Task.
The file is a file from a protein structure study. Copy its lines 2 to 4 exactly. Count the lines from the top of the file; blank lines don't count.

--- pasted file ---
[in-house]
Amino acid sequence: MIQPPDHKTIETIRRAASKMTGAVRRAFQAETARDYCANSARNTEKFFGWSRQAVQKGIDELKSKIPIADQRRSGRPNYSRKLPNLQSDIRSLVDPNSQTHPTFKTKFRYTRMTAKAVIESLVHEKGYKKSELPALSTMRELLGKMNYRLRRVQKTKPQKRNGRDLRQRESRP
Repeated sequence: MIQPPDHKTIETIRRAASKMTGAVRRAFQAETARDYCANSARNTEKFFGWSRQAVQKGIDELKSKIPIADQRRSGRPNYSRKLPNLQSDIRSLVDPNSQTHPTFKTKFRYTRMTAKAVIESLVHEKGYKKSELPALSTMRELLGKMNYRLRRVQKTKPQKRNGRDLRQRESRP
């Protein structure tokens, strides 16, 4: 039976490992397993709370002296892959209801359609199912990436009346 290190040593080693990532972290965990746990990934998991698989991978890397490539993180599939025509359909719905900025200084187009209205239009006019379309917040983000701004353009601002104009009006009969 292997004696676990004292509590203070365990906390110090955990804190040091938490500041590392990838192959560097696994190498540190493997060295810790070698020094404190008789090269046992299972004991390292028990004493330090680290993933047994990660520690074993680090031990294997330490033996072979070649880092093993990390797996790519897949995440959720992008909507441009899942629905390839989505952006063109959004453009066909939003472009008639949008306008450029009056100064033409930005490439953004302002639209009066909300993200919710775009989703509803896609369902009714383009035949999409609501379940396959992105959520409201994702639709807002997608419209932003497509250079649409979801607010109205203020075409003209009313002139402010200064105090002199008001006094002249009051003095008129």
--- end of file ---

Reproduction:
Amino acid sequence: MIQPPDHKTIETIRRAASKMTGAVRRAFQAETARDYCANSARNTEKFFGWSRQAVQKGIDELKSKIPIADQRRSGRPNYSRKLPNLQSDIRSLVDPNSQTHPTFKTKFRYTRMTAKAVIESLVHEKGYKKSELPALSTMRELLGKMNYRLRRVQKTKPQKRNGRDLRQRESRP
Repeated sequence: MIQPPDHKTIETIRRAASKMTGAVRRAFQAETARDYCANSARNTEKFFGWSRQAVQKGIDELKSKIPIADQRRSGRPNYSRKLPNLQSDIRSLVDPNSQTHPTFKTKFRYTRMTAKAVIESLVHEKGYKKSELPALSTMRELLGKMNYRLRRVQKTKPQKRNGRDLRQRESRP
């Protein structure tokens, strides 16, 4: 039976490992397993709370002296892959209801359609199912990436009346 290190040593080693990532972290965990746990990934998991698989991978890397490539993180599939025509359909719905900025200084187009209205239009006019379309917040983000701004353009601002104009009006009969 292997004696676990004292509590203070365990906390110090955990804190040091938490500041590392990838192959560097696994190498540190493997060295810790070698020094404190008789090269046992299972004991390292028990004493330090680290993933047994990660520690074993680090031990294997330490033996072979070649880092093993990390797996790519897949995440959720992008909507441009899942629905390839989505952006063109959004453009066909939003472009008639949008306008450029009056100064033409930005490439953004302002639209009066909300993200919710775009989703509803896609369902009714383009035949999409609501379940396959992105959520409201994702639709807002997608419209932003497509250079649409979801607010109205203020075409003209009313002139402010200064105090002199008001006094002249009051003095008129």